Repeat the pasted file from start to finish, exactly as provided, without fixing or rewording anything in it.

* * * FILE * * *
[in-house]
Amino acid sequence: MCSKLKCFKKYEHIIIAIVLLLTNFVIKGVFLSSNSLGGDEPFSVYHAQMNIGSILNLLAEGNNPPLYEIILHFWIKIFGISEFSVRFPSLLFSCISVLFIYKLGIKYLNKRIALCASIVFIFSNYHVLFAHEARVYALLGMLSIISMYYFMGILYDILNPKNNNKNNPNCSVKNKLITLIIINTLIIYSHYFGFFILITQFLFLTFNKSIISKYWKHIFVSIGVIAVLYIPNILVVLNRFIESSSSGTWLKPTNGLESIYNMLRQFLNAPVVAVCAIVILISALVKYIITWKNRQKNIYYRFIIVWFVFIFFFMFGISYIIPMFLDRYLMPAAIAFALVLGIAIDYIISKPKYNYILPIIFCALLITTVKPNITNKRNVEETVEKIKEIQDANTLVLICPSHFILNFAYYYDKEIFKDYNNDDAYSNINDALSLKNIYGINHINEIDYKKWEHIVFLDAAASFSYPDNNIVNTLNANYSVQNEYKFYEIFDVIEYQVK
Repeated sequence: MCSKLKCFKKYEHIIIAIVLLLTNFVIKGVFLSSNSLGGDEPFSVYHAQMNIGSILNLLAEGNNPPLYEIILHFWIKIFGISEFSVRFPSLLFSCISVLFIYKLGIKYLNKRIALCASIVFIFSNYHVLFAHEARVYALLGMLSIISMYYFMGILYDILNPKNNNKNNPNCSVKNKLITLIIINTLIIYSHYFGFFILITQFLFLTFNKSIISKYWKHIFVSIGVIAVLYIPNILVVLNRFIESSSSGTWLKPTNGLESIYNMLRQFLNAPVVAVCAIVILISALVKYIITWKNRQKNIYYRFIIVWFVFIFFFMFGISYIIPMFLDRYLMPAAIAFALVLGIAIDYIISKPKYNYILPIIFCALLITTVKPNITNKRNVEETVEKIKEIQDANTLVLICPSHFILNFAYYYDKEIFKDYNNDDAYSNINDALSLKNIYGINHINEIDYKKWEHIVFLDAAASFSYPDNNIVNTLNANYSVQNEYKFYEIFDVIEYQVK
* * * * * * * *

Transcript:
[in-house]
Amino acid sequence: MCSKLKCFKKYEHIIIAIVLLLTNFVIKGVFLSSNSLGGDEPFSVYHAQMNIGSILNLLAEGNNPPLYEIILHFWIKIFGISEFSVRFPSLLFSCISVLFIYKLGIKYLNKRIALCASIVFIFSNYHVLFAHEARVYALLGMLSIISMYYFMGILYDILNPKNNNKNNPNCSVKNKLITLIIINTLIIYSHYFGFFILITQFLFLTFNKSIISKYWKHIFVSIGVIAVLYIPNILVVLNRFIESSSSGTWLKPTNGLESIYNMLRQFLNAPVVAVCAIVILISALVKYIITWKNRQKNIYYRFIIVWFVFIFFFMFGISYIIPMFLDRYLMPAAIAFALVLGIAIDYIISKPKYNYILPIIFCALLITTVKPNITNKRNVEETVEKIKEIQDANTLVLICPSHFILNFAYYYDKEIFKDYNNDDAYSNINDALSLKNIYGINHINEIDYKKWEHIVFLDAAASFSYPDNNIVNTLNANYSVQNEYKFYEIFDVIEYQVK
Repeated sequence: MCSKLKCFKKYEHIIIAIVLLLTNFVIKGVFLSSNSLGGDEPFSVYHAQMNIGSILNLLAEGNNPPLYEIILHFWIKIFGISEFSVRFPSLLFSCISVLFIYKLGIKYLNKRIALCASIVFIFSNYHVLFAHEARVYALLGMLSIISMYYFMGILYDILNPKNNNKNNPNCSVKNKLITLIIINTLIIYSHYFGFFILITQFLFLTFNKSIISKYWKHIFVSIGVIAVLYIPNILVVLNRFIESSSSGTWLKPTNGLESIYNMLRQFLNAPVVAVCAIVILISALVKYIITWKNRQKNIYYRFIIVWFVFIFFFMFGISYIIPMFLDRYLMPAAIAFALVLGIAIDYIISKPKYNYILPIIFCALLITTVKPNITNKRNVEETVEKIKEIQDANTLVLICPSHFILNFAYYYDKEIFKDYNNDDAYSNINDALSLKNIYGINHINEIDYKKWEHIVFLDAAASFSYPDNNIVNTLNANYSVQNEYKFYEIFDVIEYQVK